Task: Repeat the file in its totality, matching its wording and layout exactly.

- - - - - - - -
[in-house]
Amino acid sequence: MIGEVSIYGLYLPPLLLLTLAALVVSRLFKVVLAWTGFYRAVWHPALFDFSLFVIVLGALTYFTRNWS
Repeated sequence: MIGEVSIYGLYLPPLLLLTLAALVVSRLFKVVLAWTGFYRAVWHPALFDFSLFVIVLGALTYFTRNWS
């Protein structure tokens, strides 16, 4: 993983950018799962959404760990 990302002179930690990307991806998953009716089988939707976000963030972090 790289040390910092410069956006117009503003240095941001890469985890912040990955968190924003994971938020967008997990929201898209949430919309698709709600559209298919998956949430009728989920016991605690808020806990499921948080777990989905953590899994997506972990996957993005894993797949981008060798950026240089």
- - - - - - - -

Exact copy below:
[in-house]
Amino acid sequence: MIGEVSIYGLYLPPLLLLTLAALVVSRLFKVVLAWTGFYRAVWHPALFDFSLFVIVLGALTYFTRNWS
Repeated sequence: MIGEVSIYGLYLPPLLLLTLAALVVSRLFKVVLAWTGFYRAVWHPALFDFSLFVIVLGALTYFTRNWS
């Protein structure tokens, strides 16, 4: 993983950018799962959404760990 990302002179930690990307991806998953009716089988939707976000963030972090 790289040390910092410069956006117009503003240095941001890469985890912040990955968190924003994971938020967008997990929201898209949430919309698709709600559209298919998956949430009728989920016991605690808020806990499921948080777990989905953590899994997506972990996957993005894993797949981008060798950026240089």